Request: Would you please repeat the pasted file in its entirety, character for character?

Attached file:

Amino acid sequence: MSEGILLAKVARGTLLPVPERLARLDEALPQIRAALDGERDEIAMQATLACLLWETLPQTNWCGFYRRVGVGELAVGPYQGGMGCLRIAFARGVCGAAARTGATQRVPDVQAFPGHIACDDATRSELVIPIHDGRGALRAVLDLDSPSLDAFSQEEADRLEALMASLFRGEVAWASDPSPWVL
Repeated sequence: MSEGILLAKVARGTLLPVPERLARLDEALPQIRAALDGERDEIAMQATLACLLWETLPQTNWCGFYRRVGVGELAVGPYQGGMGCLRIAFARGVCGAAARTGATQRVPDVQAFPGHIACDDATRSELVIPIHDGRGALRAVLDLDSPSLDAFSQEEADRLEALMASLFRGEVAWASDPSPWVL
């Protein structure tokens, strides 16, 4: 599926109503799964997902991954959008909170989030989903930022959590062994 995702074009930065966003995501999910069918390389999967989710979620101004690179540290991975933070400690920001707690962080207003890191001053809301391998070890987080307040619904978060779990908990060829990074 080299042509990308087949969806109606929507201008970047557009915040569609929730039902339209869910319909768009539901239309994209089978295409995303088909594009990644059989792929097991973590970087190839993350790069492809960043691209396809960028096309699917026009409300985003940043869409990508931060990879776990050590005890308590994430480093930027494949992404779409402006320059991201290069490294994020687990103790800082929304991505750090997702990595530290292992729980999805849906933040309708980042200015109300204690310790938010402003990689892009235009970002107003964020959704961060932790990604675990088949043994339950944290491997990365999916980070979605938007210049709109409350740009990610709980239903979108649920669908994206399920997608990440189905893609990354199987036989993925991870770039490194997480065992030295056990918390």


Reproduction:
Amino acid sequence: MSEGILLAKVARGTLLPVPERLARLDEALPQIRAALDGERDEIAMQATLACLLWETLPQTNWCGFYRRVGVGELAVGPYQGGMGCLRIAFARGVCGAAARTGATQRVPDVQAFPGHIACDDATRSELVIPIHDGRGALRAVLDLDSPSLDAFSQEEADRLEALMASLFRGEVAWASDPSPWVL
Repeated sequence: MSEGILLAKVARGTLLPVPERLARLDEALPQIRAALDGERDEIAMQATLACLLWETLPQTNWCGFYRRVGVGELAVGPYQGGMGCLRIAFARGVCGAAARTGATQRVPDVQAFPGHIACDDATRSELVIPIHDGRGALRAVLDLDSPSLDAFSQEEADRLEALMASLFRGEVAWASDPSPWVL
């Protein structure tokens, strides 16, 4: 599926109503799964997902991954959008909170989030989903930022959590062994 995702074009930065966003995501999910069918390389999967989710979620101004690179540290991975933070400690920001707690962080207003890191001053809301391998070890987080307040619904978060779990908990060829990074 080299042509990308087949969806109606929507201008970047557009915040569609929730039902339209869910319909768009539901239309994209089978295409995303088909594009990644059989792929097991973590970087190839993350790069492809960043691209396809960028096309699917026009409300985003940043869409990508931060990879776990050590005890308590994430480093930027494949992404779409402006320059991201290069490294994020687990103790800082929304991505750090997702990595530290292992729980999805849906933040309708980042200015109300204690310790938010402003990689892009235009970002107003964020959704961060932790990604675990088949043994339950944290491997990365999916980070979605938007210049709109409350740009990610709980239903979108649920669908994206399920997608990440189905893609990354199987036989993925991870770039490194997480065992030295056990918390």